Herbie Hancock is an icon of modern music. Over the last five decades, his distinctive voice and relentless experimentation have made deep, foundational contributions to post-bop and fusion jazz while also shaping contemporary funk, soul, R&B and electronic music and influencing generations of hip-hop and techno artists. Hancock received an honorary doctor of humane letters degree on May 15, 2015.
Born in Chicago in 1940, Mr. Hancock was a child piano prodigy who began studying classical music at age seven and four years later performed with the Chicago Symphony Orchestra.
He formed his first jazz ensemble while at Hyde Park High School, where he also developed a passion for electronics and science. As an undergraduate at Grinnell College in Iowa, he double-majored in music and electrical engineering.
After graduating in 1960, trumpeter Donald Byrd encouraged Mr. Hancock to move to New York, where he spent the next two years recording sessions with Mr. Byrd as well as Phil Woods and Oliver Nelson.
In 1962, Mr. Hancock recorded his solo debut, Takin’ Off, which produced the hit “Watermelon Man.” It also caught the attention of Miles Davis, who in 1963 invited Mr. Hancock to join the Miles Davis Quintet.
Over the next five years, the quintet — which also featured Wayne Shorter (tenor sax), Ron Carter (bass) and Tony Williams (drums) — would record numerous classics, including “E.S.P.,” “Nefertiti” and “Sorcerer.” Today, the line-up is widely considered to have been among the finest in jazz history.
Meanwhile, Mr. Hancock’s solo career continued to blossom through albums such as Empyrean Isles, Maiden Voyage and Speak Like a Child. In 1966, he composed the score to Michelangelo Antonioni’s film “Blow Up,” sparking a long and successful career in film and television music.
Though he continued to record with Mr. Davis through the early 1970s, Mr. Hancock formed his own sextet in 1968 and, in 1971, released Mwandishi, the first in a trio of recordings that experimented with electronic music.
In 1973, Mr. Hancock assembled a new band, The Headhunters, whose eponymous, funk- and soul-inspired debut would become the first jazz album to go platinum.
By mid-decade, Mr. Hancock was playing for stadium-sized crowds all over the world. His genre-bending output helped inspire, and provided samples for, the emerging hip-hop and dance music scenes.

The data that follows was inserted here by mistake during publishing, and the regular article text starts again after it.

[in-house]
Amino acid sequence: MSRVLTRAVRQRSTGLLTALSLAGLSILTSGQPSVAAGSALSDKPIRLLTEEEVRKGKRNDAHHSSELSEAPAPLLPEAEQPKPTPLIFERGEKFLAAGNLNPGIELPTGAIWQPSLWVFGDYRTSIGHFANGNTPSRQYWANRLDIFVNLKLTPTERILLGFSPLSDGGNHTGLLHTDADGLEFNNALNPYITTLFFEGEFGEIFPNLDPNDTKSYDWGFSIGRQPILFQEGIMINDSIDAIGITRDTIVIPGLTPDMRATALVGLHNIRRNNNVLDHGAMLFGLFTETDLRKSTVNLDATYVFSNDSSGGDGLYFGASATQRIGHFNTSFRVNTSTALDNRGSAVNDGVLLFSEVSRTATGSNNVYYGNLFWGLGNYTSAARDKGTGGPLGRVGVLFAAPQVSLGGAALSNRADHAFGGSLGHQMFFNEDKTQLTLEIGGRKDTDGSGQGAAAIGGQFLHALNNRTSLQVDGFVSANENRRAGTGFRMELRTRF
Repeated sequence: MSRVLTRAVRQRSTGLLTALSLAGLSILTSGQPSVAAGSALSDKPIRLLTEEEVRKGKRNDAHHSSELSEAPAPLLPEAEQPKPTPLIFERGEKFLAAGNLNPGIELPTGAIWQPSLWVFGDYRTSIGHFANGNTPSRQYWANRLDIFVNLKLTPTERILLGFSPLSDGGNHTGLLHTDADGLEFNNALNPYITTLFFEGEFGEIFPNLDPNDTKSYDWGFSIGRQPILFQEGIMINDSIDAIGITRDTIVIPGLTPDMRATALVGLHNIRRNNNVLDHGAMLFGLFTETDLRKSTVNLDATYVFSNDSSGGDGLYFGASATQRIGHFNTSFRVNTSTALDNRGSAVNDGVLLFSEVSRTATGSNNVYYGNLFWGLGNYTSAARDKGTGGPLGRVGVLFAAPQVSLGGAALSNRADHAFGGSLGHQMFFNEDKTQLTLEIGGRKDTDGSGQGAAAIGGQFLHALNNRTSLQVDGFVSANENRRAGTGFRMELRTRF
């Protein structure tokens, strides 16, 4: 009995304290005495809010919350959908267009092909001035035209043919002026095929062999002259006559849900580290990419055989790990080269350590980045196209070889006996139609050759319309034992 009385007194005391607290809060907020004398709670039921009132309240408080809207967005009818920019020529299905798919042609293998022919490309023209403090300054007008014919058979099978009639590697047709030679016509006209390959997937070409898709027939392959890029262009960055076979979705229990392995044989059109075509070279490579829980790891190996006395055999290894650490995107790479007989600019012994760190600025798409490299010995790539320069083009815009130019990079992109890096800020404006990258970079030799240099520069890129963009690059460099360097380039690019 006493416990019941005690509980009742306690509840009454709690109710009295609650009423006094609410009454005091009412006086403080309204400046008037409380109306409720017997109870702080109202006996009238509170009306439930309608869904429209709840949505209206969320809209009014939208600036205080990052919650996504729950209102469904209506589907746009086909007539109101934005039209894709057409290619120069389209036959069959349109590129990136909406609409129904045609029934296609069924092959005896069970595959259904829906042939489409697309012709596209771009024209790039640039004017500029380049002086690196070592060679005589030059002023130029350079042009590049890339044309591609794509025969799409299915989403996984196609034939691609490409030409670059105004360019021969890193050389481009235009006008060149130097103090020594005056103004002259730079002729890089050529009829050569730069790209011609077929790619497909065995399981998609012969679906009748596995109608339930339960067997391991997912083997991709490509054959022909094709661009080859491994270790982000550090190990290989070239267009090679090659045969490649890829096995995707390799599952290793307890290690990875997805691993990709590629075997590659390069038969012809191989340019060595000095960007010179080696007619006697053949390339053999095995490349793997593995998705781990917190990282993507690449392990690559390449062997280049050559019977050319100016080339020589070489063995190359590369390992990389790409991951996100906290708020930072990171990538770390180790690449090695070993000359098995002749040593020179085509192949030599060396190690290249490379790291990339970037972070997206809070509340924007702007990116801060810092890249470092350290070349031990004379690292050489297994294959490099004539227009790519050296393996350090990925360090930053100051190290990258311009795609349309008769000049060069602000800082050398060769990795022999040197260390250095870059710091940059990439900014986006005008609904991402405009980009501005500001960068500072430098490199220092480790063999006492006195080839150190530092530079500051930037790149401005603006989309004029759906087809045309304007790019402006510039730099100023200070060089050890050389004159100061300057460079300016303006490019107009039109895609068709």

At the same time, he continued to record and perform acoustic jazz, notably in duet settings with Chick Corea and Oscar Peterson and with the V.S.O.P. quintet, which reunited most of Mr. Hancock’s former Miles Davis colleagues.
In 1980, Mr. Hancock introduced the trumpeter Wynton Marsalis to the world as a solo artist, producing his debut album and touring with him as well.
In 1983, Future Shock, the first of several collaborations with Bill Laswell, again struck platinum, with the single “Rockit” winning a Grammy for Best R&B Instrumental and becoming a programming staple on the newly launched MTV.
In 1986, Mr. Hancock won an Oscar for scoring the film “Round Midnight,” in which he also appeared as an actor.
In the 1990s, Mr. Hancock released the adventurous Dis Is Da Drum, followed by the Grammy-winning The New Standard and 1+1, an album of duets with Mr. Shorter.
In 1998, Mr. Hancock returned to the studio with The Headhunters and later enlisted Mr. Shorter, Joni Mitchell, Stevie Wonder and others for the Grammy-winning Gershwin’s World. In 2001, Mr. Hancock and Mr. Laswell reunited for the hip-hop and techno-inspired Future 2 Future.
In all, Mr. Hancock has recorded more than 50 solo albums and won 14 Grammy Awards, most recently earning Best Pop Collaboration With Vocals and Best Improvised Jazz Solo for his 2010 The Imagine Project.
In 2008, he won Album of the Year at the Grammy Awards for River: The Joni Letters, a tribute to Ms. Mitchell.
Mr. Hancock serves as the creative chair for jazz for the Los Angeles Philharmonic, institute chairman of the Thelonious Monk Institute of Jazz and co-president of the International Committee of Artists for Peace.
In 2011, Mr. Hancock was designated a UNESCO Goodwill Ambassador and the following year helped create International Jazz Day, which is celebrated worldwide on April 30th.
He was among five recipients of the prestigious Kennedy Center Honors in 2013. His memoir, Herbie Hancock: Possibilities, was published in 2014.
Mr. Hancock, who lives in Los Angeles, California, has been married to his wife, Gigi, for 46 years. They have one daughter, Jessica.